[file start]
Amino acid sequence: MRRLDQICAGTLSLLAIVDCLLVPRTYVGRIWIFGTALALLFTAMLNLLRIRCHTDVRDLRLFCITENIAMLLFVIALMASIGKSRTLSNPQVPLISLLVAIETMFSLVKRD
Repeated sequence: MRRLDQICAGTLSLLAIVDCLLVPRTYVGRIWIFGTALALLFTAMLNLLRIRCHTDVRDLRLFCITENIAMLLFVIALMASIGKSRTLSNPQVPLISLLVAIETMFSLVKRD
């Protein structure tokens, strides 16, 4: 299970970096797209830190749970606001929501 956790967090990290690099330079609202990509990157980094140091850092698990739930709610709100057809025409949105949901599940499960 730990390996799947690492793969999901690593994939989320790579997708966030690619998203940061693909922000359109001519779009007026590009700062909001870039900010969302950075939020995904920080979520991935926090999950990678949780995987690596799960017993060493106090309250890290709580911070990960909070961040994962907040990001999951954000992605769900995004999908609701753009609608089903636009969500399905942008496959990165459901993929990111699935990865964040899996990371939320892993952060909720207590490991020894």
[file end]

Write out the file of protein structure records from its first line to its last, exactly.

Amino acid sequence: MRRLDQICAGTLSLLAIVDCLLVPRTYVGRIWIFGTALALLFTAMLNLLRIRCHTDVRDLRLFCITENIAMLLFVIALMASIGKSRTLSNPQVPLISLLVAIETMFSLVKRD
Repeated sequence: MRRLDQICAGTLSLLAIVDCLLVPRTYVGRIWIFGTALALLFTAMLNLLRIRCHTDVRDLRLFCITENIAMLLFVIALMASIGKSRTLSNPQVPLISLLVAIETMFSLVKRD
């Protein structure tokens, strides 16, 4: 299970970096797209830190749970606001929501 956790967090990290690099330079609202990509990157980094140091850092698990739930709610709100057809025409949105949901599940499960 730990390996799947690492793969999901690593994939989320790579997708966030690619998203940061693909922000359109001519779009007026590009700062909001870039900010969302950075939020995904920080979520991935926090999950990678949780995987690596799960017993060493106090309250890290709580911070990960909070961040994962907040990001999951954000992605769900995004999908609701753009609608089903636009969500399905942008496959990165459901993929990111699935990865964040899996990371939320892993952060909720207590490991020894």